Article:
OK England fans, hands up. Would you prefer England to play well and lose (like they did against Sri Lanka), or play badly and win (like they did against Bangladesh)?

Despite the far-from-clinical nature of England’s victory, England have another two points and remain in the competition. In football parlance, they snuck through with a one-niller and every remaining game is like a cup final. The great Lancastrian Saj Mahmood put in a stirling performance up front, Monty Panesar was the anchor man in midfield, and Michael Vaughan – well, he is returning from injury and is yet to regain full match fitness, however he was in the right place at the right time and did make 30 – more than any of the other batsmen.

England won, which is the most important thing, without going above second gear. Plenty left in the tank, however we really could do with a Man Utd-esque seven goaler to put some fear into the oppo. If Big Ron was a cricket pundit, he would probably say that “there’s a snap about England that just isn’t there, someone in the England team will have to grab the ball (sic) by the horns.”

Paul Coupar, great cricket journalist, good lad and fellow old-Brookfieldian, writes in CricInfo that England are searching “for back-door entry”. As Han Solo said in Return of the Jedi: “Back door, eh? Good idea.”


England batted first, swapped Joyce for Strauss, opened with Bell, Pietersen scores England’s first World Cup hundred since Graeme Hick in 1745 against Holland, Glen McGrath gets smashed around.

Not a surprise: 

England won the toss, lost early wickets, didn’t capitalise on good positions, lost quick wickets at the end, Flintoff bowling well, Flintoff batting badly, umpires unwilling to give out Australian batsman when plumb LBW, Ponting scores big runs to win the game, England show promise but lose.

Suggestions for next match from TVC:

Strauss to open instead of Vaughan, Vaughan to four, Pietersen to three, Bopara to six, Flintoff to seven.

I don’t have the desire to go into this game in any more detail. I will refer you to CricInfo.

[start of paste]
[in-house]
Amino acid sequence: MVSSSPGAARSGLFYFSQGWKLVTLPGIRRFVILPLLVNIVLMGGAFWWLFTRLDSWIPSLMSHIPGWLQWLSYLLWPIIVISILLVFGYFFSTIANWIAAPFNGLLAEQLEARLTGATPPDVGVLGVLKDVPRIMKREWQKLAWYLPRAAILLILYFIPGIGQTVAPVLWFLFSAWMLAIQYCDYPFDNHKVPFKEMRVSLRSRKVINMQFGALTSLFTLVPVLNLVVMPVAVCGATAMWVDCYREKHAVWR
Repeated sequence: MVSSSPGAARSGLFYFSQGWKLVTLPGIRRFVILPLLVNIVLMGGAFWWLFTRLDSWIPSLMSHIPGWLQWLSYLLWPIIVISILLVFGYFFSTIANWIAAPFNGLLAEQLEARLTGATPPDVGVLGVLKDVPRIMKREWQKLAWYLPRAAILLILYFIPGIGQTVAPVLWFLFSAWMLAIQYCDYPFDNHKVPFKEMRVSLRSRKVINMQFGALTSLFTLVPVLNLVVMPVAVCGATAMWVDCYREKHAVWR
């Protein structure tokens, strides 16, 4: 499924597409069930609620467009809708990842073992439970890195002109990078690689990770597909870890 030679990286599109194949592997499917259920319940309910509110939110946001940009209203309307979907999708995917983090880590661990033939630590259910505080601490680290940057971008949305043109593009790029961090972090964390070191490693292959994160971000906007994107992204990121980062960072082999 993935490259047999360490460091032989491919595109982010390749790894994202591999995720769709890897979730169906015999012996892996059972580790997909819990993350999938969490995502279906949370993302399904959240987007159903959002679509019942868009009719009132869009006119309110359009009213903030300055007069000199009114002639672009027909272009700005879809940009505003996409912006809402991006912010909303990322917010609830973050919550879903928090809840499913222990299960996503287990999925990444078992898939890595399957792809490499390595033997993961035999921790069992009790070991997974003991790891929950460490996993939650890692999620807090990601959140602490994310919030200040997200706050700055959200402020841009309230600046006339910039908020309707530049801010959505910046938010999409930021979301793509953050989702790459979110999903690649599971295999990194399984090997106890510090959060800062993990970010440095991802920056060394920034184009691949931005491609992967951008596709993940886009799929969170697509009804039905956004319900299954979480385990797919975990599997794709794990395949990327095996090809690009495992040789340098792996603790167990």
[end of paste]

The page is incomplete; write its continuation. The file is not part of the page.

I once played against Ravi Bopara in an Evening Standard cup game at Barnes. He was at that stage breaking through Essex CC’s 2nd XI. He made a low score, caught down the leg side, but Hainault & Clayhall Cricket Club still racked up nearly 300 (short boundaries at Barnes) and we replied with 180ish. I, like Ravi, made a low score 😉

Last night, Ravi – obviously much the better player after his trip to SW13 – was the star turn in a World Cup match against Sri Lanka that England should have won. England bowled well and fielded well, but we did not bat well enough as a unit. KP was excellent before becoming overly ambitious against Murali. Bopara and Nixon (what a reverse sweep by the way!) were top drawer, and almost rescued what had become a lost cause.

It is difficult to know whether to blame anyone. Vaughan was unlucky, Bell perhaps even more so, and I am not qualified to comment on the dismissals of Flintoff, Collingwood and Joyce. I am desperate for England to perform well, however the top order has to start scoring big runs, and not leave all the runs (and extra pressure) to the likes of Pietersen and Collingwood, who will not rescue England every time. Mind you, it would have been interesting to see what a great finisher like Michael Bevan would have done in Pietersen’s shoes though. One would assume he would have seen Murali off and not sought to finish the game quite so quickly.

I will be intrigued to see whether Strauss gets drafted in – he performed well in the Windies last time, although not quite so well in Australia. He may be an option for Joyce – who needs to regain the aggression he displayed in against the top sides in Australia – however it is Vaughan’s form with the bat that is a major worry. Vaughan has not passed 50 in ODIs since 7 July 2005.

Finally, here’s a thing. StatsGuru from Cricinfo reveals that in the 18 ODI games in which Vaughan has opened the batting, he averages 16.11 and has passed fifty only once. Batting at three (44 times), he averages 32.66 and has passed 50 on 11 occasions. Oh for Mal Loye.